MORRILTON, Ark. (KTHV) -- Did you know Petit Jean Meats, best known for producing the finest of traditional Arkansas flavor, traces its history back to Europe? The company has more than 80 years of great success in the Natural State. And with it being Thanksgiving week, we thought it was only right to make it our next stop on our Made in Arkansas journey.
It's busy season at Petit Jeans Meats in Morrilton. Nearly 40 percent of their year round business happens during the last six weeks of 2012.
Katie Simpson has been taking orders for 32 years.
"All you have to do is warm it up then slice it," she tells a caller.
Simpson is head of the call center which is set up specifically to handle the large volume of orders coming in from across the country.
Their president and CEO, David Ruff is a third generation leader. Much of Petit Jean Meats successhe credits to their rich history.
"I didn't live it but I have first hand stories," Ruff explains.
The year was 1922. Times were hard in Germany and Fleix Schlosser was looking for a better life, so he immigrated to America to be with his extended family in Arkansas. Four years late, he capitalized on his butcher trade and opened a retail meat market in Morrilton.
Ruff says, "I have a good appreciation for what these guys went through in the 30's and 40's."
It was known then as Morrilton Packing Company. They survived The Great Depression, War World II and a plant fire. Through it all, the company continued to develop its smoked meat. For the most part, the recipe hasn't changed.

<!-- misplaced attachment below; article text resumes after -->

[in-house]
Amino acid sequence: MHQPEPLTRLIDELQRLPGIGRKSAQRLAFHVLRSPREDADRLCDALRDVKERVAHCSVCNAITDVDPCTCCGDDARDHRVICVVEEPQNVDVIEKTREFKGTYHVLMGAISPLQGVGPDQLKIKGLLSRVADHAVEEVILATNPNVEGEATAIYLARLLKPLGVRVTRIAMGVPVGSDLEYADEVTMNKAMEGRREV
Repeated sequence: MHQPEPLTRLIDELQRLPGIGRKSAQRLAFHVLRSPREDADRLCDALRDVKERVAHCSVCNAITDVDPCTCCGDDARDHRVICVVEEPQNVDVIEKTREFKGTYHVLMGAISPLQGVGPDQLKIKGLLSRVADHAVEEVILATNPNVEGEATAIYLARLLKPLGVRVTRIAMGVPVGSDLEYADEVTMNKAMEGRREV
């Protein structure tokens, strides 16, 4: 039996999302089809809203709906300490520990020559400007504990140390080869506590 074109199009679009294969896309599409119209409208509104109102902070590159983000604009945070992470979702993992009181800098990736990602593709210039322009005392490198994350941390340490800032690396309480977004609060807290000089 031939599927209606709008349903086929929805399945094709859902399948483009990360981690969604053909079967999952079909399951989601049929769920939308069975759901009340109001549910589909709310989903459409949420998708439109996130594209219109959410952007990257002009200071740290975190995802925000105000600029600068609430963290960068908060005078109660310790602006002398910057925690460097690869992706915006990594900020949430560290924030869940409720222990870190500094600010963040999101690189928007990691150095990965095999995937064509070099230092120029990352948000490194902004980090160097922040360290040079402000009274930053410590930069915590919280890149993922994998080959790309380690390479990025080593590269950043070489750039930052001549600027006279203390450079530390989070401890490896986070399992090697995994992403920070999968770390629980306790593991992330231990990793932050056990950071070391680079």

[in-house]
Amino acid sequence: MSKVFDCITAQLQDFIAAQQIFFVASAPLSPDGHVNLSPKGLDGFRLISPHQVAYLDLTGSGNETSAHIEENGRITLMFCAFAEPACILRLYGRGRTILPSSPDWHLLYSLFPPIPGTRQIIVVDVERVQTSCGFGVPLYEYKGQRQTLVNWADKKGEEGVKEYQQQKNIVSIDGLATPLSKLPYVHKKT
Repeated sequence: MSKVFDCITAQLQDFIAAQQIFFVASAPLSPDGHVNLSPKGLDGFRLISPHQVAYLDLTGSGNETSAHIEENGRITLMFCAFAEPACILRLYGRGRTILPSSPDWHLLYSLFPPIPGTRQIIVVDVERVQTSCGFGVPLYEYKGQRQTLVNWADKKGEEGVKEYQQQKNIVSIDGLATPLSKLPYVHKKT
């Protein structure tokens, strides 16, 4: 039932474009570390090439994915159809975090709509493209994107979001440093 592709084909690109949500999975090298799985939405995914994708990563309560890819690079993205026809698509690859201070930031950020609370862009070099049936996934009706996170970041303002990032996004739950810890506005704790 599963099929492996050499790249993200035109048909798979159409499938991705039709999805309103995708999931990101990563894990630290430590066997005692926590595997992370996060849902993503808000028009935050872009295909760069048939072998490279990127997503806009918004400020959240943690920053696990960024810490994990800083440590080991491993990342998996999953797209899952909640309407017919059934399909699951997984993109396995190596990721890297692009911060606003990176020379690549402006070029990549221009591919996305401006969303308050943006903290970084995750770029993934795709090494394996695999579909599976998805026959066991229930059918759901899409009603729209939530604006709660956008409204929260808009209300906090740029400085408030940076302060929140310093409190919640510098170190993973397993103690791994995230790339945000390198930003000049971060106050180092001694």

The fresh hams are purchased then injected with a seasoning and curing solution. It sits for at least 24 hours before going in the smokehouse.
Ruff says, "18 hours gives it a smoked flavoring for the product but not to the point that its becomes over powering. "
A vacuum bag consists of six layers of film helping eliminate the potential for freezer burn. The hams are then shipped frozen. They expect to send out about 100,000 of them this holiday.
Petit Jean Meats are in about 600 grocery stores across Arkansas.
The long term goal is to spread to surrounding states. So far, Ruff says there's been limited progress.
He explains, "You have to make a case that you're ham or your bacon that there is something unique and different about it than what's already at the store."
Meanwhil, Ruff hopes to one day pass the business off to his sons.
"We just have to continue to determine where the marketing is and what product people are buying," says Ruff.
Packaging , equipment, customer dynamic and their location have all changed, but it's the great taste that's remained the same, something Fleix Schlosser would likely be proud off. It's a family operation from Europe to Arkansas all created by one man's dream.
Schlosser passed away in 1968.
Petit Jean Meats is the only privately owned red meat processor in the state.
For pricing and ordering information, check out the Petit Jean Meats website. The deadline to order for Christmas is Dec. 17th.